Baptized in the Charles

Tichnor Brothers, Charles River, approaching Harvard University (Boston Public Library Tichnor Brothers collection / Wikimedia Commons)

The day before my college graduation, I was baptized in the Charles River. Cambridge felt constant: spires in grey sky, brick, swampy air, latent gravitas and muggy discomfort. I stood on the bank in yoga pants, and wondered who else had gone under, how many had stayed the course.

By the time I arrived at Harvard, the school was secular, yet haunted by faith. I lived in a dorm named for an old minister, drank coffee on Church Street, and sat through a prayer before Convocation. My choir sang passions and requiems. The school’s early motto, Veritas Christo et Ecclesiae, was now Veritas. The philosophy building was etched with a quotation: WHAT IS MAN THAT THOU ART MINDFUL OF HIM.

Empty churches formed a sacramental landscape. First Baptist. First Parish. Progenitors, all. First Church Cambridge was founded by Reverend Thomas Shepard in 1636, the same year Harvard (a seminary) opened across the street. All were founded by Puritans. Those black-hatted killjoys! They lived in a line of Harvard’s anthem, a verse since discarded and replaced: Be the herald of light and the bearer of love / Till the stock of the Puritans die!

Before they could join a church, Puritans had to give testimony. First, depravity or despair. Then, a climactic moment of conversion, often occasioned by an encounter with Scripture. The story ended with continued devotion. This narrative was faith’s proof, the only evidence required. If elders voted yes, the storyteller was baptized and granted membership. At First Church, Reverend Shepard kept inky records: fifty-one confessions, 1637–1645.

The testimonies contend with salt and ships. Historian Patricia Caldwell writes that “the American version of deliverance is imaginatively meditated…by a real geographical place”—rocky Massachusetts shores. Mr. Andrews, the shipmaster, describes a miracle: his ship was split and all drowned but a few, four of my men, myself naked upon the main topsail in very cold weather…. And glad I was that I lost my ship and so lost my sin.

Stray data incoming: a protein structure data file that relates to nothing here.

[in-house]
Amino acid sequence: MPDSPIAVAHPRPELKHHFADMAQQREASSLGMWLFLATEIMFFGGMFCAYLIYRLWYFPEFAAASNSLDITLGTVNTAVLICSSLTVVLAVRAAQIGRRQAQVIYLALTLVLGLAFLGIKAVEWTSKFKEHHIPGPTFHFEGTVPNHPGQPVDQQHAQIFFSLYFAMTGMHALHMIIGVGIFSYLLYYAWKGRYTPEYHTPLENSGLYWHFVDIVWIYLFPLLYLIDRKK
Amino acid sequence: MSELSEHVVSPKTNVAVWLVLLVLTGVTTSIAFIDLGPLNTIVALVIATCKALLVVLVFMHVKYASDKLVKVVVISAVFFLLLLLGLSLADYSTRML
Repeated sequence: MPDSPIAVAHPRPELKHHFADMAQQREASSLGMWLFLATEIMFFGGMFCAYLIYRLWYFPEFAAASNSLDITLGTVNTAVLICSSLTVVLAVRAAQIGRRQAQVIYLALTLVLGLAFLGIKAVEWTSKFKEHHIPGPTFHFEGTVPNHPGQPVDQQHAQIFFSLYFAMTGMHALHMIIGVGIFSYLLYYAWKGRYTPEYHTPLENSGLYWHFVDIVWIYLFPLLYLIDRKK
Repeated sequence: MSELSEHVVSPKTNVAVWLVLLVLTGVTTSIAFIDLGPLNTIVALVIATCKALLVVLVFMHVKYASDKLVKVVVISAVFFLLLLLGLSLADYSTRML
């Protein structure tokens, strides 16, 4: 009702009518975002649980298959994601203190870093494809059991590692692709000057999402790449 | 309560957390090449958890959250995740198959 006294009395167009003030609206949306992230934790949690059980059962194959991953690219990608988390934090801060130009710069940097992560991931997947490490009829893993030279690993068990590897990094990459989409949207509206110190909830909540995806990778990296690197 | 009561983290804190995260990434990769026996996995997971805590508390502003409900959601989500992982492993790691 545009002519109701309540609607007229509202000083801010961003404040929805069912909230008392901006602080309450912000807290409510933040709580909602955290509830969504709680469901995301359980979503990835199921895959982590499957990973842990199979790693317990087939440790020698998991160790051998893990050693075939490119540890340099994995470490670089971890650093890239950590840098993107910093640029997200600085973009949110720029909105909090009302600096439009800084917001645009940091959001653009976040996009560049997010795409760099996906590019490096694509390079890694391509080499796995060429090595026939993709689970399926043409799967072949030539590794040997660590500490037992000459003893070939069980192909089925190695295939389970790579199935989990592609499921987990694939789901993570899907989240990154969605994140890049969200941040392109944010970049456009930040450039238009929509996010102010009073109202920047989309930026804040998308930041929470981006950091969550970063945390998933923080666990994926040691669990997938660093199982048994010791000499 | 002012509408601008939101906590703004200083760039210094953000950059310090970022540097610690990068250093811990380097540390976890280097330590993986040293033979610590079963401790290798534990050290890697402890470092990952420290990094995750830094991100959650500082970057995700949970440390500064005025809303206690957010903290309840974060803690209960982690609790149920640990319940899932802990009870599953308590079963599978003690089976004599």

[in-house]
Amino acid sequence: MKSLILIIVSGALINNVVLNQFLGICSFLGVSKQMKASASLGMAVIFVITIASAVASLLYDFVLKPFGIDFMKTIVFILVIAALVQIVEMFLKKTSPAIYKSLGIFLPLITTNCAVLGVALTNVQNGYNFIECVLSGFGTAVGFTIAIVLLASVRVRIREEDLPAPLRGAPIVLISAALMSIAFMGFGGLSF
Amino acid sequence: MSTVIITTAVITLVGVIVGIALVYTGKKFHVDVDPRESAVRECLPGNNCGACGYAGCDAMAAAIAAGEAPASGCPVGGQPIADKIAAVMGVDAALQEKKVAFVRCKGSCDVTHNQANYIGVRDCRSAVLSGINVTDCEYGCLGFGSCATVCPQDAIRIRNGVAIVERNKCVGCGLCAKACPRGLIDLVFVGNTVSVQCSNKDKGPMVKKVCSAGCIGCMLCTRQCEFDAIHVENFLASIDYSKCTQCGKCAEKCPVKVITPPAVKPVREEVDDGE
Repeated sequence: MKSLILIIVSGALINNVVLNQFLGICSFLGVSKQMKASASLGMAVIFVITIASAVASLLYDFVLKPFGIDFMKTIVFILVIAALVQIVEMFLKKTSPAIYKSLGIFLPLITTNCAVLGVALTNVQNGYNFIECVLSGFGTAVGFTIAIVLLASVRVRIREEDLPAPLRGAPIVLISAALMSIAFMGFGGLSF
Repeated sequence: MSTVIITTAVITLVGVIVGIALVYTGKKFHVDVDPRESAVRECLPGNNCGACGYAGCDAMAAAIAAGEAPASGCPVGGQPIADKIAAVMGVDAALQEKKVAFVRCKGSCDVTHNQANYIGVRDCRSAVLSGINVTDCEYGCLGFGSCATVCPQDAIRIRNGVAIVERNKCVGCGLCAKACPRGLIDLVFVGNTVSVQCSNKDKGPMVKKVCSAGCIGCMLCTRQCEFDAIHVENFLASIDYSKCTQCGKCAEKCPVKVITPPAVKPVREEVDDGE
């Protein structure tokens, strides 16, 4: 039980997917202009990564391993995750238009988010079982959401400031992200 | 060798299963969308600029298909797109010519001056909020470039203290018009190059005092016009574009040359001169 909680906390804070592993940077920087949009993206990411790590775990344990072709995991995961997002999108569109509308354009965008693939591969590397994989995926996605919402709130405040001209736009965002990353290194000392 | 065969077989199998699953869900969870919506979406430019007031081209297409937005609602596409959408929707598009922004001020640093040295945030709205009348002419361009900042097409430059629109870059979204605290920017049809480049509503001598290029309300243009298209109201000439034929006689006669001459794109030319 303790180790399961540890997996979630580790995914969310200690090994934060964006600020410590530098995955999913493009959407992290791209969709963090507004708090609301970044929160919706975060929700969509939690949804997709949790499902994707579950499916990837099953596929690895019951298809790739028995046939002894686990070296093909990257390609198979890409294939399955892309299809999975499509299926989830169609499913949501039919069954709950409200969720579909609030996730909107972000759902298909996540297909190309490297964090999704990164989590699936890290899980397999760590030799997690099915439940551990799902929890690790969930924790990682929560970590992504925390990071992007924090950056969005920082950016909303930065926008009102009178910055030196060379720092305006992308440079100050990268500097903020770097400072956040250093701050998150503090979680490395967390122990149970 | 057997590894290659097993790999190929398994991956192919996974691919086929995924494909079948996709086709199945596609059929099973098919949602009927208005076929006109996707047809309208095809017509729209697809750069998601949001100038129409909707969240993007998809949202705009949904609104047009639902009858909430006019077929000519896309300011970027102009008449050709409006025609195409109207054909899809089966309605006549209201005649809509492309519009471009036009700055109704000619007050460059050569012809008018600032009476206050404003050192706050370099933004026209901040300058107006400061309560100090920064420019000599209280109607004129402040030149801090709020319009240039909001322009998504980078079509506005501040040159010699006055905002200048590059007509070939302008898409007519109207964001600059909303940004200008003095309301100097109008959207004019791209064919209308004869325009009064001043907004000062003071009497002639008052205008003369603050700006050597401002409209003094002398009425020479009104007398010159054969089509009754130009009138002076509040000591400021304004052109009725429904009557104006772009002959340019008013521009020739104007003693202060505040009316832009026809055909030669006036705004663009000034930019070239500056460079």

One of the testimonies is from Katherine, a woman described as “Mrs. Russel’s maid.” She makes the decision to move to America: And thought here the Lord might be found, and doubtful whether I had a call to come because I was to leave my friends.

The small crowd on the bank took in the ceremony. I’d been a practicing Christian for years, but had never been baptized.

At eighteen, I had stuffed my suitcases and crossed the country to seek another kind of blessing. And it had come. Books in stacks, money to travel, freedom to dissent. I made breakthroughs at a scuffed-up desk, and sensed I was living in history. My faith became more resilient, honed by basement Bible studies; I joined a church filled with scientists and scholars. In the world and not of it, both salt and light.

Barbary Cutter stood before her neighbors, swished her skirts, and spoke: "Many miseries and stumbling blocks at last removed and sad passages by sea. And after I came hither I saw my condition more miserable than ever. I knew not what to do."

Harvard taught lessons in jealousy, greed, self-reproach. I felt utter vincibility, even near commencement, an apex of mortarboards and Latin, American elms, bells, and addresses. There was doubt, all around: not of God, but of achievement, which had made me whiny, and insufferable. Narratives conflicted: the “citizen-leaders” and the “least of these,” accruing and tithing, college and the real world—and the real world to come. Uneasy, I was starting to suspect that the standards of one place might inevitably contradict those of the other.

I waded into the water. Mud squished. The current wasn’t cold, as I’d imagined. The small crowd on the bank took in the ceremony. I’d been a practicing Christian for years, but had never been baptized. There were always excuses: general busyness; a desire for my parents to be present; doubt about what the sacrament meant. I felt pretty faithful without it—and yet quietly craved obedient entrance into the people of God.

Two campus ministers held me by the forearms. They prayed, and tipped me back. Those who watched say my motion was graceful, a last-minute upward swoop of my hand to pinch my open nose. I think it was jerky, a sudden reflex. For seconds, eyes closed, I was under murky water. My feet lifted from the river bottom—freefall, float, trust entire. Then I came up, pulling in a breath. Applause. I had done it. Well, God had done it. There was no tingling spine. No enchantment. I didn’t feel different. Someone took pictures. I worried about cans on the river bottom, scrap metal tinged with tetanus. Back on shore, my boyfriend strummed hymns on a guitar. My roommate handed me a towel.

A piece of moss clung to my bare foot, followed me home and into the shower I had to take before that day’s ceremonies. It was Class Day: there would be speeches in the heat, and a wine and cheese reception (of course). I longed for them after the morning’s self-death, the weird ritual that didn’t translate into status. It wasn’t an achievement, but an initiation—a beginning I’d been given rather than an end I deserved. What I had earned felt more monumental. But that wasn’t true. Standing in the hot water, I prayed inchoate prayers, far less lucid than testimony. 

Published in the June 1, 2019 issue: 

Katherine Lucky is the Managing Editor of Commonweal. Follow her on Twitter @katherinejlucky.

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